When the S (sequestration) hits the fan?

When you are trying to win a point with your spouse, a friend (or enemy), or somebody you do business with logic, reason and fairness should be your guide. No matter how tense things get, your ace-in-the-hole should not be that if you lose, you will soil yourself!

Self-destruction is not a good talking point, or bargaining chip. And yet…

That’s what politicians — who are asking us to reelect them this November — are doing by playing the sequestration card. Except that when sequestration hits the fan, we could all suffer. Big time. Maybe get furloughed, forced to take a pay cut or handed a pink slip.

As far as I can tell, I don’t know a single person who can explain exactly what “sequestration” is, how it would work and what it would do. It may have happened before, in a milder form. But nobody is quite sure when or where it happened, what impact it had or how long it lasted.


As yet another deadline approaches, both political parties are warning that while it might happen, it shouldn’t happen. Yet both Democrats and Republicans have, at various times, set things up so that if they don’t get their way — taxes are at the core — they will sequest all over us. And themselves.

The sequestration card was set up last year when Congress appointed the so-called supercommittee. The 12-member group was evenly split between Republicans who control the House and Democrats who control the Senate. The committee was formed in mid-August with a Dec. 23 deadline. The idea was to come up with a BRAC-like proposal that would result in a $1.5 trillion in costs over 10 years. It would be a share-the-pain deal that would begin when Congress approved it. If not, “sequestration” — automatic-across-the-board-cuts — would begin in January 2013.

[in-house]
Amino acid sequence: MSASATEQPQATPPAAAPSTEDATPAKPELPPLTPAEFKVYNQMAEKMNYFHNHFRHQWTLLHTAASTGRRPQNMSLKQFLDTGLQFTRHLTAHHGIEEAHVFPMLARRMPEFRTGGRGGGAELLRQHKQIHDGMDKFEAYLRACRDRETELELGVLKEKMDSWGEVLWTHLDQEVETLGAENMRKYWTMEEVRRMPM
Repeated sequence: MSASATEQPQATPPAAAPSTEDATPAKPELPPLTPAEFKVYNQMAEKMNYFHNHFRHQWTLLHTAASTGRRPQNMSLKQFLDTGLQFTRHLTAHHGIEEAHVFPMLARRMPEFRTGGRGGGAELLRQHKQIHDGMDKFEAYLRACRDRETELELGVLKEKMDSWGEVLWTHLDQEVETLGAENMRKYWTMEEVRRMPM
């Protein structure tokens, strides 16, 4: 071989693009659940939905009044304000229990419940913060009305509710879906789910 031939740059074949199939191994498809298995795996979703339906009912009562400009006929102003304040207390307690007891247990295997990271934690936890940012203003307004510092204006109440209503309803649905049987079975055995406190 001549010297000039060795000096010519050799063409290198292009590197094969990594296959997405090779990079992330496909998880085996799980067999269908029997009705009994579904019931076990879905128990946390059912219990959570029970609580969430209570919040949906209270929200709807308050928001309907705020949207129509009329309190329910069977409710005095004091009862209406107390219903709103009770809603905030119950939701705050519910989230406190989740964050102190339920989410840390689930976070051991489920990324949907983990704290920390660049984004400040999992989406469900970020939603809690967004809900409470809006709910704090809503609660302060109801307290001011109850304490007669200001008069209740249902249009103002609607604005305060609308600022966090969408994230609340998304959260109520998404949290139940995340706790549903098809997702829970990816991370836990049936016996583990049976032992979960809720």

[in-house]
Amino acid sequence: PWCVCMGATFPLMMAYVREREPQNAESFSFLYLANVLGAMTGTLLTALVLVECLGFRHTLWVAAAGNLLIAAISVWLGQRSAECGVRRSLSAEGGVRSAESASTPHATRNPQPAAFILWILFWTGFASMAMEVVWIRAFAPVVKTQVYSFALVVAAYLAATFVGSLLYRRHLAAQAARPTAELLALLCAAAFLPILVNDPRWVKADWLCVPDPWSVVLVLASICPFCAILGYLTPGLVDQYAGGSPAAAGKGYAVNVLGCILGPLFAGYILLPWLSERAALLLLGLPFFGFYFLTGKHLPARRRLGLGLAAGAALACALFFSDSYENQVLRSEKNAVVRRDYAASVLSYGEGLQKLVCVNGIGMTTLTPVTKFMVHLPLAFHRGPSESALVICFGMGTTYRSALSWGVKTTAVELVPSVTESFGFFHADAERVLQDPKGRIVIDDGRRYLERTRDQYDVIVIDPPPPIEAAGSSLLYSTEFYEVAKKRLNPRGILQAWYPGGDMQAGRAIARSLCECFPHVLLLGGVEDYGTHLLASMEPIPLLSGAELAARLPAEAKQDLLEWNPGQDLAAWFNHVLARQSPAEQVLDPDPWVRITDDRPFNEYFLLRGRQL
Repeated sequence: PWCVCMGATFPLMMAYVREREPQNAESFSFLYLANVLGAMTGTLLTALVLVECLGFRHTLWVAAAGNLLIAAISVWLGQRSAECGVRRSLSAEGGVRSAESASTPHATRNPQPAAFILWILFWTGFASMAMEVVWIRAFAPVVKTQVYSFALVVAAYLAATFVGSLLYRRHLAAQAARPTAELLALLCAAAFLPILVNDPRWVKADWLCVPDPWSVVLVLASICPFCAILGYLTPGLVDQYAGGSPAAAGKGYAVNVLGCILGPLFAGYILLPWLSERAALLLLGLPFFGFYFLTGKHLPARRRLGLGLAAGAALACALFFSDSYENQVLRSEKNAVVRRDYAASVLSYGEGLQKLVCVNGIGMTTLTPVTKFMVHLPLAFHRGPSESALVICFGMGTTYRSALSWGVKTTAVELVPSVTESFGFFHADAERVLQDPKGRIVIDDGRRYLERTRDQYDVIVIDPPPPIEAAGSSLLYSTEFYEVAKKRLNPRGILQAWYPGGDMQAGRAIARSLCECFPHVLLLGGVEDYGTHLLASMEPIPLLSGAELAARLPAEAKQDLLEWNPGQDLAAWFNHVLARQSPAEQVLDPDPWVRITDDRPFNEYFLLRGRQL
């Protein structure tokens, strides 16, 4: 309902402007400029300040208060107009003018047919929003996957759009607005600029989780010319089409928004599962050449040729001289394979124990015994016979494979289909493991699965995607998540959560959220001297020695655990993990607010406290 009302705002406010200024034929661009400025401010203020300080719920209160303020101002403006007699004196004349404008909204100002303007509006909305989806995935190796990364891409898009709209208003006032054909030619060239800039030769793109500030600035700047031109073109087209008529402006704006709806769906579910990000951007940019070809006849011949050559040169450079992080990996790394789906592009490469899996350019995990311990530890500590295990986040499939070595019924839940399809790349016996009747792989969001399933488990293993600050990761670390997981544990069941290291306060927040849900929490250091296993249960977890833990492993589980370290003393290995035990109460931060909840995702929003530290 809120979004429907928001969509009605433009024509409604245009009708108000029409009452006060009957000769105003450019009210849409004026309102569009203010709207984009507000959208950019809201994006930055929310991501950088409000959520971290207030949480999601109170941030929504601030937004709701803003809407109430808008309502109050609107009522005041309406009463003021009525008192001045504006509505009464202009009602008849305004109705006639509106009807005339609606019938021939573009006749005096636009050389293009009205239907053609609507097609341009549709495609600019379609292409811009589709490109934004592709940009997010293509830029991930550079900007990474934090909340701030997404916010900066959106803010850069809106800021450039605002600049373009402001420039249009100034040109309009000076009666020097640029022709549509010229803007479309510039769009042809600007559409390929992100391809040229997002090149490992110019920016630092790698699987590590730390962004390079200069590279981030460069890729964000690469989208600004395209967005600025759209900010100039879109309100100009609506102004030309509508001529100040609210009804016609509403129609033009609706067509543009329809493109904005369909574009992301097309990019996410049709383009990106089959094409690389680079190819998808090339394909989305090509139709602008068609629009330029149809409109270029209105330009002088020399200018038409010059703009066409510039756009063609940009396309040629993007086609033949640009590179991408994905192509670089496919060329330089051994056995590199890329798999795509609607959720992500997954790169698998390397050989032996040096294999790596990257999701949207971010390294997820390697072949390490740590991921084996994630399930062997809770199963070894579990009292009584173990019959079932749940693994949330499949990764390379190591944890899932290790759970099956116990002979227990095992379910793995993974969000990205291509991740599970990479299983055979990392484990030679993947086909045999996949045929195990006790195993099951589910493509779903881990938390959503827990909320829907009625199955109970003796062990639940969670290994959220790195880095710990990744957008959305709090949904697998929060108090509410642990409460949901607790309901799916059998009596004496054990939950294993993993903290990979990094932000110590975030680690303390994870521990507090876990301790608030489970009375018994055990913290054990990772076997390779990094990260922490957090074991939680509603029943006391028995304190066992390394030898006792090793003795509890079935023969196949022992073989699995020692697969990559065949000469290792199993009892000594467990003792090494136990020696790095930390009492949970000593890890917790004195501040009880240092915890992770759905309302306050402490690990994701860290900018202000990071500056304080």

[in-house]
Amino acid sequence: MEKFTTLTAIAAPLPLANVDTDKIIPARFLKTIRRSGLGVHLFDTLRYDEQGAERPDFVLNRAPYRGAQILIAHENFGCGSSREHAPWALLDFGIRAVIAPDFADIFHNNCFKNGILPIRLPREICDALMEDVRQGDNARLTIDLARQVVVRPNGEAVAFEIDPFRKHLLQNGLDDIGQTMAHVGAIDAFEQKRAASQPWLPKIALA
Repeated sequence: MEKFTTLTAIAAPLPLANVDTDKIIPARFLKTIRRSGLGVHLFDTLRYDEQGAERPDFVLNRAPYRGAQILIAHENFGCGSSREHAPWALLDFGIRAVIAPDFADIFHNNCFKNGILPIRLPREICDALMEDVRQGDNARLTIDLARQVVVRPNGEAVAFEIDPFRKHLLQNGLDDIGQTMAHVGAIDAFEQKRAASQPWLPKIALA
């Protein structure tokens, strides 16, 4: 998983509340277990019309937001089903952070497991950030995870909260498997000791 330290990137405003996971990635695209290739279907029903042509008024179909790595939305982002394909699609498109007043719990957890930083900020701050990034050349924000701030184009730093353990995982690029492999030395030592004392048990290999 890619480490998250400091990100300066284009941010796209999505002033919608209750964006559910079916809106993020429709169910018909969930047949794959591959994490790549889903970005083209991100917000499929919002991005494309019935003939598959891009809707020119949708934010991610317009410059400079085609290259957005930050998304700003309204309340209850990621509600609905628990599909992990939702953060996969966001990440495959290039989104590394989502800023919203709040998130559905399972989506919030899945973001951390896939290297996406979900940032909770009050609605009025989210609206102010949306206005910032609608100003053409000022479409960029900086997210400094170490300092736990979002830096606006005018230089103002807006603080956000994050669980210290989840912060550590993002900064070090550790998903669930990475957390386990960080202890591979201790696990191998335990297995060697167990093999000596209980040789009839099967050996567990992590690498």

Guess what? Although Congress had the mandate, the time and the reason — can you say recession? — to get it done, it didn’t get it done. Nothing happened except that a lot of hot air was generated in Washington which doesn’t need any more heat in the summer.

The good news for feds, is that the supercommittee was considering cuts — in federal retirement benefits, federal health benefits and future pay raises — that had been proposed earlier by a White House commission. Which also fizzled out.

The bad news for feds, as taxpayers and citizens, is that nothing has happened and unless it does, the sequestration boogeyman will be let loose. Depending on which lobby you listen to it will eliminate several hundred thousand civilian federal jobs, and again as many jobs among federal contractors.

There is talk of Weather Service furloughs during the hurricane season. Outside groups have warned of layoffs of FBI agents. The White House raises the possibility of national park shutdowns if the S-fan goes off.

Nonfederal industries, from travel and food to services and entertainment, will be hit by the ripple effect as tens of thousands of federal and private sector jobs disappear.


By Jack Moore

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